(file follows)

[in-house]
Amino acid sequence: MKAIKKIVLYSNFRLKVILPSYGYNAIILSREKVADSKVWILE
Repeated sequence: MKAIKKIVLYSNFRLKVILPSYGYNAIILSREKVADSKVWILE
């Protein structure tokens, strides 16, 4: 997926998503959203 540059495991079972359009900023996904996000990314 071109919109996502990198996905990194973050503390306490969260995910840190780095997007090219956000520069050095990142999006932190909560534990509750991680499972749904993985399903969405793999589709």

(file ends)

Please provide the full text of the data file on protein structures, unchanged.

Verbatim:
[in-house]
Amino acid sequence: MKAIKKIVLYSNFRLKVILPSYGYNAIILSREKVADSKVWILE
Repeated sequence: MKAIKKIVLYSNFRLKVILPSYGYNAIILSREKVADSKVWILE
């Protein structure tokens, strides 16, 4: 997926998503959203 540059495991079972359009900023996904996000990314 071109919109996502990198996905990194973050503390306490969260995910840190780095997007090219956000520069050095990142999006932190909560534990509750991680499972749904993985399903969405793999589709």